How Storytime Can Improve Literacy

We are proud to be publishing a magazine that helps children improve their literacy – we’ve summarised some research below that you might be interested in.

Why Read Magazines?

Storytime works really well as a completely new way of getting children interested in stories – it bridges the great book/magazine divide.

Magazines are the most commonly read form of printed media amongst children, reaching 53% of all children (Statista, 2013). This is particularly true of reluctant readers. Some may be intimidated to pick up a book, but a magazine format is familiar. Plus magazines arrive periodically and can be habit forming. As far as reluctant readers are concerned – any reading is a good thing.

“Magazines have a unique ability to help develop children into confident readers. Outside the classroom, more children read magazine media at least once a month than any other media. That’s a demonstration of the power of magazines to inspire young minds.” Platforms for Prosperity: Nicholas Coleridge on Literacy, 2015


Teaching and Learning Toolkit

The Education Endowment Foundation (EEF), founded by The Sutton Trust, aims to improve knowledge and extend the evidence-base on what works to raise the attainment of pupils in schools in England.

Their Teaching and Learning Toolkit provides guidance for schools on how to use their resources. Topics are summarised in terms of average impact on attainment, the strength of the evidence supporting them and their cost.

Storytime magazine can support a number of these interventions.


InterventionImprovementHow we can help
Parental involvement+ 3 monthsThe active engagement of parents in supporting their children’s learning at school. This includes general approaches to encourage parents to support their children to read. Storytime's magazine and short story format make it easy for parents to pick up - it’s really easy for a parent to spend 10 minutes a day reading with a child.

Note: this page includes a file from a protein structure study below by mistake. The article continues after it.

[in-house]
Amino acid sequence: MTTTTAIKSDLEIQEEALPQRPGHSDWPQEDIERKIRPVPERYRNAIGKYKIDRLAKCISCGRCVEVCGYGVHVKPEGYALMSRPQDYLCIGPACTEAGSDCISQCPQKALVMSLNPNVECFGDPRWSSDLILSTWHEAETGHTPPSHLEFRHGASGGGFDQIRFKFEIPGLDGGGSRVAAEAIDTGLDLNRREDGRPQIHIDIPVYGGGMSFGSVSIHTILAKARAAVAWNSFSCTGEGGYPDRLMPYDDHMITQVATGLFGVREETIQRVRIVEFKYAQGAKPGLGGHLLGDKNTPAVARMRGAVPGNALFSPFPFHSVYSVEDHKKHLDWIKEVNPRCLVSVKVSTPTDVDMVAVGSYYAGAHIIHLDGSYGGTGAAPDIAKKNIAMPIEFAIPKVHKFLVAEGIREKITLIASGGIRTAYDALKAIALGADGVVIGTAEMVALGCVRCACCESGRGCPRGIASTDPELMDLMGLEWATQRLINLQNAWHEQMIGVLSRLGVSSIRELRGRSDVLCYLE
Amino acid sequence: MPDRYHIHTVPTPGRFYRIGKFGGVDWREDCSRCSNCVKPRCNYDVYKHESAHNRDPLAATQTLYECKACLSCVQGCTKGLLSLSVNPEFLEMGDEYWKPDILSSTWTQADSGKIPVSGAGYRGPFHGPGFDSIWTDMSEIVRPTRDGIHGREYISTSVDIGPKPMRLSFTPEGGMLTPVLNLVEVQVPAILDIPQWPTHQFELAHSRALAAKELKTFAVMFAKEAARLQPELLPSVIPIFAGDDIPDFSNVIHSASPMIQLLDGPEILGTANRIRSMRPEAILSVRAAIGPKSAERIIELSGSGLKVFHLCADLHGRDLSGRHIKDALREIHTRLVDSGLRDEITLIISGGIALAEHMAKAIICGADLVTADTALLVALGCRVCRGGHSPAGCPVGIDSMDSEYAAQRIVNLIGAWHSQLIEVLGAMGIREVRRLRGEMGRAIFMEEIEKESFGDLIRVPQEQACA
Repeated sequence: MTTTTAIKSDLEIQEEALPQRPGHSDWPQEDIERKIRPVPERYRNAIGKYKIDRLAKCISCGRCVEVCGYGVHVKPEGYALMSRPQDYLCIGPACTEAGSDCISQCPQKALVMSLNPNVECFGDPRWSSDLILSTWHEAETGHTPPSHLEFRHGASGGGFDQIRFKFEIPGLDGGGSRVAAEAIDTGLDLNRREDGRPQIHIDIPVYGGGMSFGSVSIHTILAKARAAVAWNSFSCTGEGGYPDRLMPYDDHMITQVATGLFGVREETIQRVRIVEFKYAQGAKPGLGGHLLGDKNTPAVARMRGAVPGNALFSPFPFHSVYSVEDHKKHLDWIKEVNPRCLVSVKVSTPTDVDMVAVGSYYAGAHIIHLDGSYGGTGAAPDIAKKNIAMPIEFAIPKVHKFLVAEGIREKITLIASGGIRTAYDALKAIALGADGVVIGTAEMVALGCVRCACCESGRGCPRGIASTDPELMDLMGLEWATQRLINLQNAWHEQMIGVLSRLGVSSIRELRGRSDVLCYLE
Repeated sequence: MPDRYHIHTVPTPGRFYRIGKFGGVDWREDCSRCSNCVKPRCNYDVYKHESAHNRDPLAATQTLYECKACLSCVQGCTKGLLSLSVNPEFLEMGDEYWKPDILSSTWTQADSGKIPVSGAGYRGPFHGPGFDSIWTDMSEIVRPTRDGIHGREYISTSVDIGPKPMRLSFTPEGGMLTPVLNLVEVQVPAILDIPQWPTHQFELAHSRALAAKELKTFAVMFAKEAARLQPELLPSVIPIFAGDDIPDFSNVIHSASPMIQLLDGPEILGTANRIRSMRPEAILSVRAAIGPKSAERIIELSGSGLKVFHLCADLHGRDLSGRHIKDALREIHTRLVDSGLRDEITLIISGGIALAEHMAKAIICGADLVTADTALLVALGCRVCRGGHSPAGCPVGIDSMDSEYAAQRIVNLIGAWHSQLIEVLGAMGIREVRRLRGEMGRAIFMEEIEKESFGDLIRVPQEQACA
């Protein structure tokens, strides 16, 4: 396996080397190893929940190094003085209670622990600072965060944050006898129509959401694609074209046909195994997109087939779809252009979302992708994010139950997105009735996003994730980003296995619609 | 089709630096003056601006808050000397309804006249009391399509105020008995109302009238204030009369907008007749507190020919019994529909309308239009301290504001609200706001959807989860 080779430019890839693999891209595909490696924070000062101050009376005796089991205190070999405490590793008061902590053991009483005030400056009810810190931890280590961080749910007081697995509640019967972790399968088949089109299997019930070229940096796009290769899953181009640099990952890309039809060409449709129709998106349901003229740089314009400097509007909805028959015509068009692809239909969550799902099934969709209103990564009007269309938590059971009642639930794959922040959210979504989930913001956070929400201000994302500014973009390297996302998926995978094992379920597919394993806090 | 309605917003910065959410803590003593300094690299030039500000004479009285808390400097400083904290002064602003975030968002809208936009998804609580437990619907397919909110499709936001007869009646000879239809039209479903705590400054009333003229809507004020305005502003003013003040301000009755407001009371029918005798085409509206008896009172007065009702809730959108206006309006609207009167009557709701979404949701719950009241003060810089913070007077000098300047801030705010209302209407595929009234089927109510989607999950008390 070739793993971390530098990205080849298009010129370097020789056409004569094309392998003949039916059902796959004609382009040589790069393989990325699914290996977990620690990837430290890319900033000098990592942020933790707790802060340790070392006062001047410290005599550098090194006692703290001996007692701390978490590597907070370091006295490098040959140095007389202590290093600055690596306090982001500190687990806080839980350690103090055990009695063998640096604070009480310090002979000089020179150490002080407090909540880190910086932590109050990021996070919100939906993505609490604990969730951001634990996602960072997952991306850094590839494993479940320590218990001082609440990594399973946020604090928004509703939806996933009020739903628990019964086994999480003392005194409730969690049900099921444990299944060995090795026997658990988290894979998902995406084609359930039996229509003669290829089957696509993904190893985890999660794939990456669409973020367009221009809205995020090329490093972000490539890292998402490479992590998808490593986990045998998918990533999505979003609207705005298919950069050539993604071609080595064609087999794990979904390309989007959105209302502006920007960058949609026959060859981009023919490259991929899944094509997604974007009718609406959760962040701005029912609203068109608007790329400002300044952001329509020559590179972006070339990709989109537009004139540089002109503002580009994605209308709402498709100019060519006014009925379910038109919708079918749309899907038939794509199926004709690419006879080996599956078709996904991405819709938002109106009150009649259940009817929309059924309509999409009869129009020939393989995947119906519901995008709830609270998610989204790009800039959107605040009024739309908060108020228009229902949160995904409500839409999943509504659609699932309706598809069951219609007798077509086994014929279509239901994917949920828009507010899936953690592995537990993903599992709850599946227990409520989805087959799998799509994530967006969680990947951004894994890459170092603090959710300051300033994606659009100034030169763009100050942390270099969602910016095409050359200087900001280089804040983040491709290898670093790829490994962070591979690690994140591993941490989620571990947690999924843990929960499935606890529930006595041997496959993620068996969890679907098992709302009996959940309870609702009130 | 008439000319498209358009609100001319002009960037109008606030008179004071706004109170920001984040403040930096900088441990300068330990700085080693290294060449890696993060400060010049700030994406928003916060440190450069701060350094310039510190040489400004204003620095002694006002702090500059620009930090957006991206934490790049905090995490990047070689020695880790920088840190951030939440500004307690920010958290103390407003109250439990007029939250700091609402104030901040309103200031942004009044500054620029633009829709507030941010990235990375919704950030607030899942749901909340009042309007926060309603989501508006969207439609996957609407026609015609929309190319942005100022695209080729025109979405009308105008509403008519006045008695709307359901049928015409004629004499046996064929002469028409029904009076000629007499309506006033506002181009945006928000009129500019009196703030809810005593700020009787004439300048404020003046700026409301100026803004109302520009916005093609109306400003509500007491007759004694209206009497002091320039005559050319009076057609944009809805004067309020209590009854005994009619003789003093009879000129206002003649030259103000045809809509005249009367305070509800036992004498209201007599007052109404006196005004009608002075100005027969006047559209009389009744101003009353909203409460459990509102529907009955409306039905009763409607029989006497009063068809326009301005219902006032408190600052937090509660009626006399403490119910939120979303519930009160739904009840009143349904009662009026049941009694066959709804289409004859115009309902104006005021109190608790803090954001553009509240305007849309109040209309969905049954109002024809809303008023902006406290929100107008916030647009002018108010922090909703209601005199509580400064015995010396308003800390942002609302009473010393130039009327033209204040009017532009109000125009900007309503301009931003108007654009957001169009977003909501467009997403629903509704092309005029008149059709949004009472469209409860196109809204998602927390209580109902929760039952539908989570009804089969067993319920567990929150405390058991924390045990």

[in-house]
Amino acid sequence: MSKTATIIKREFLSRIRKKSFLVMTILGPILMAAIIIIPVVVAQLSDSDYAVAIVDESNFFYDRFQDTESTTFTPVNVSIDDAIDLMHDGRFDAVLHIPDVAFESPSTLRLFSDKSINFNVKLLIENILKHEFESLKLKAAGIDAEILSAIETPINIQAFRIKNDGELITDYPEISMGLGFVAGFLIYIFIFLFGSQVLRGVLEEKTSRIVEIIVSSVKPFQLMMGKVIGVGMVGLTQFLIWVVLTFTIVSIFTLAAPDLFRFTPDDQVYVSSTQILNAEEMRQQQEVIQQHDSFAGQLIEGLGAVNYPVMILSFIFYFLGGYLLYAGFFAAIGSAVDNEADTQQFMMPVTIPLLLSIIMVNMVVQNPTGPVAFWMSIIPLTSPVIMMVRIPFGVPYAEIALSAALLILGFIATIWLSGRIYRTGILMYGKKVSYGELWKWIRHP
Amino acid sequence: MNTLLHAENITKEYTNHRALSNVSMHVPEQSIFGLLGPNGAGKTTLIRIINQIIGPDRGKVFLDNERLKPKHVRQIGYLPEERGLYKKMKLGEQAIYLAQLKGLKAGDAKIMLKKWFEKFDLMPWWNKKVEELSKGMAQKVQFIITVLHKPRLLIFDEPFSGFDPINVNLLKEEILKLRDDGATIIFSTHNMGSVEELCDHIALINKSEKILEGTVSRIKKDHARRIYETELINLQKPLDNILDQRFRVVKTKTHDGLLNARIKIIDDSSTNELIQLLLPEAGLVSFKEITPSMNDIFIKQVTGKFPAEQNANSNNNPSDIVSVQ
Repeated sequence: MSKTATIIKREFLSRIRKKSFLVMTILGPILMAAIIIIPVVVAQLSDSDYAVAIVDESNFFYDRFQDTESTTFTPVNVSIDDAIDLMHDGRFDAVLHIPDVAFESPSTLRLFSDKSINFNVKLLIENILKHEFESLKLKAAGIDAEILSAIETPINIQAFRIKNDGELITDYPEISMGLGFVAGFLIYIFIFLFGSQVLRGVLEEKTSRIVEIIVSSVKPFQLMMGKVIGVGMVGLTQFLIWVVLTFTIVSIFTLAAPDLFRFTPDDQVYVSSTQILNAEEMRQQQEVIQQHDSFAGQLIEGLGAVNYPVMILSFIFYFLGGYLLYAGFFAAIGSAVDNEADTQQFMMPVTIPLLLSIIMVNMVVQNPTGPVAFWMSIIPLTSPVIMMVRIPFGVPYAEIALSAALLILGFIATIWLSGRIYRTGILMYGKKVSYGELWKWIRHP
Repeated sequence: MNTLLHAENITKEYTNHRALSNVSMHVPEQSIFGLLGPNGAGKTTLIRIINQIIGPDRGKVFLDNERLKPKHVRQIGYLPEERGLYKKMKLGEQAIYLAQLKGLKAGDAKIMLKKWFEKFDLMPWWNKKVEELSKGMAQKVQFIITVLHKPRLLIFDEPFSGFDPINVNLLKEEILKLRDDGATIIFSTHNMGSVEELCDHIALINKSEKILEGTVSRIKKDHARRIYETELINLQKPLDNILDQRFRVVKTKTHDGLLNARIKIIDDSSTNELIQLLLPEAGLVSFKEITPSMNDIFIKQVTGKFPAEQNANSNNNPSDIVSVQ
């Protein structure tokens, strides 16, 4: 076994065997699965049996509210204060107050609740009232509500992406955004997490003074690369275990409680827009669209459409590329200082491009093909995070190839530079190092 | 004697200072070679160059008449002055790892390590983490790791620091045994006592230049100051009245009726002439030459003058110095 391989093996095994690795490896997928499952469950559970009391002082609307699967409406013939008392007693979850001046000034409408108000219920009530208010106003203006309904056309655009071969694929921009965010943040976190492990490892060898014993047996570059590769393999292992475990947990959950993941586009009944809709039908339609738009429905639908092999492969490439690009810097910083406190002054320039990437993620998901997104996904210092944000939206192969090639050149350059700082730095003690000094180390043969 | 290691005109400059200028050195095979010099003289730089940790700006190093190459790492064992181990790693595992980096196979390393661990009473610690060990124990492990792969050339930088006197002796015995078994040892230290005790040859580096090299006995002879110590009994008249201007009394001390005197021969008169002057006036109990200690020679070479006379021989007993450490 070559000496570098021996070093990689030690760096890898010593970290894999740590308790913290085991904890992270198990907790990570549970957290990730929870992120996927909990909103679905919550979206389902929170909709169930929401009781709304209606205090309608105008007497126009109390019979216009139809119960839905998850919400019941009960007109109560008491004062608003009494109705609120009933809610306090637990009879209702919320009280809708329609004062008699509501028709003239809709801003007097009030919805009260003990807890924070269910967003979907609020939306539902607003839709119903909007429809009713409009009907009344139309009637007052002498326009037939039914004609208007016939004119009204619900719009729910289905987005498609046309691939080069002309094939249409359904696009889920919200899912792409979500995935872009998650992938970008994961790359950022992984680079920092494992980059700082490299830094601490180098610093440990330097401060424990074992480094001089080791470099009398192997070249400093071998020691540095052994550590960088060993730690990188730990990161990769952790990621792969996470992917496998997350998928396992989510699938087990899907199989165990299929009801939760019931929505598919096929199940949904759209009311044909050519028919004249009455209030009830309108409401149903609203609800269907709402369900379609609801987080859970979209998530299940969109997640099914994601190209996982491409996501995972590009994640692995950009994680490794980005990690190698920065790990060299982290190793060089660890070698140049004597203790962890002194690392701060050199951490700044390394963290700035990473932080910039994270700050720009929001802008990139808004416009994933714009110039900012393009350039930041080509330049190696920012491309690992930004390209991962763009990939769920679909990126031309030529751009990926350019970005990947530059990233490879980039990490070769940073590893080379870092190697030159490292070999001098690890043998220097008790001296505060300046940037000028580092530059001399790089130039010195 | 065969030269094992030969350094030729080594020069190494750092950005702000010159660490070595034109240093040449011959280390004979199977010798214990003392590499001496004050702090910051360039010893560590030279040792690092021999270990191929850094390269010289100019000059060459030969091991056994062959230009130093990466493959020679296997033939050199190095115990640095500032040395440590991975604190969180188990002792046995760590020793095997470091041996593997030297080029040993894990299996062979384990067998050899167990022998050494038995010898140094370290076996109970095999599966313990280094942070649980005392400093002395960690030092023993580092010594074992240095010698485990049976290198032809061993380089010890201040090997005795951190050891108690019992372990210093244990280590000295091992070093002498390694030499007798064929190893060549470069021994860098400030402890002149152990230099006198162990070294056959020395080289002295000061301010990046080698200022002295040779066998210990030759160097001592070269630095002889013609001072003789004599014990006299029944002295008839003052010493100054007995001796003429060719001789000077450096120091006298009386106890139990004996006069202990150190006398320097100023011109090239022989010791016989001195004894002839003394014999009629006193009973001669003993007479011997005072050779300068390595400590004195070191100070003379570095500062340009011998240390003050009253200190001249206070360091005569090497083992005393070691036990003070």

Early Years Intervention+ 6 monthsEarly years interventions are approaches that aim to ensure that young children have educationally based pre-school or nursery experiences which prepare for school and academic success, and Storytime is perfect for reading with very young children, and engaging them in a magical world of stories.
Oral Language interventions+ 5 monthsThese emphasise the importance of spoken language and verbal interaction in the classroom. Storytime is great resource for targeted reading aloud and discussing stories with young children, and explicitly extending pupils’ spoken vocabulary.
Reading Comprehension Strategies+ 5 monthsOn average, reading comprehension approaches improve learning by an additional five months’ progress over the course of a school year. Successful reading comprehension approaches carefully select activities for pupils according to their reading capabilities, and ensure that texts provide an effective, but not overwhelming, challenge.
Peer Tutoring+ 6 monthsPeer-Assisted Learning can be a structured approach for reading with short sessions two or three times a week. Storytime is a great resource for learners to work in pairs or small groups to provide each other with explicit teaching support.